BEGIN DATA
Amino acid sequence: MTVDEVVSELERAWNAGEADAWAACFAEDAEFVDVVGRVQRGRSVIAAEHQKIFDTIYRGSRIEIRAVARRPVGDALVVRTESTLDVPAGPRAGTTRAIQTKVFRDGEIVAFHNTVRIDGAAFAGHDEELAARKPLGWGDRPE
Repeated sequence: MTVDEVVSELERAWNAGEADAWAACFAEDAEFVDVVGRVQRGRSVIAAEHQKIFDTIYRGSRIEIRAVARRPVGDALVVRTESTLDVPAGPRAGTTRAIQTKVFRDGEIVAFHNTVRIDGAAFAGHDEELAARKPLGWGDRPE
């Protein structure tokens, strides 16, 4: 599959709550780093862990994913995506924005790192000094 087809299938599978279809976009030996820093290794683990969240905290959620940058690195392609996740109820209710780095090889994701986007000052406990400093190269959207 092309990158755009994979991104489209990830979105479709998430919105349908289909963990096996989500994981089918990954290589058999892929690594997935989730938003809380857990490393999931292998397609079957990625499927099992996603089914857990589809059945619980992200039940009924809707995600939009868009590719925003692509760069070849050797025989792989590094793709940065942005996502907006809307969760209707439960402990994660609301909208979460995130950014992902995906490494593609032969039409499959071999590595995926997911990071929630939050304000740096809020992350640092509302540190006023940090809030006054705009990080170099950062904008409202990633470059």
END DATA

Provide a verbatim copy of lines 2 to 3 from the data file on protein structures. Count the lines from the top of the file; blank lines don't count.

Repeated sequence: MTVDEVVSELERAWNAGEADAWAACFAEDAEFVDVVGRVQRGRSVIAAEHQKIFDTIYRGSRIEIRAVARRPVGDALVVRTESTLDVPAGPRAGTTRAIQTKVFRDGEIVAFHNTVRIDGAAFAGHDEELAARKPLGWGDRPE
């Protein structure tokens, strides 16, 4: 599959709550780093862990994913995506924005790192000094 087809299938599978279809976009030996820093290794683990969240905290959620940058690195392609996740109820209710780095090889994701986007000052406990400093190269959207 092309990158755009994979991104489209990830979105479709998430919105349908289909963990096996989500994981089918990954290589058999892929690594997935989730938003809380857990490393999931292998397609079957990625499927099992996603089914857990589809059945619980992200039940009924809707995600939009868009590719925003692509760069070849050797025989792989590094793709940065942005996502907006809307969760209707439960402990994660609301909208979460995130950014992902995906490494593609032969039409499959071999590595995926997911990071929630939050304000740096809020992350640092509302540190006023940090809030006054705009990080170099950062904008409202990633470059």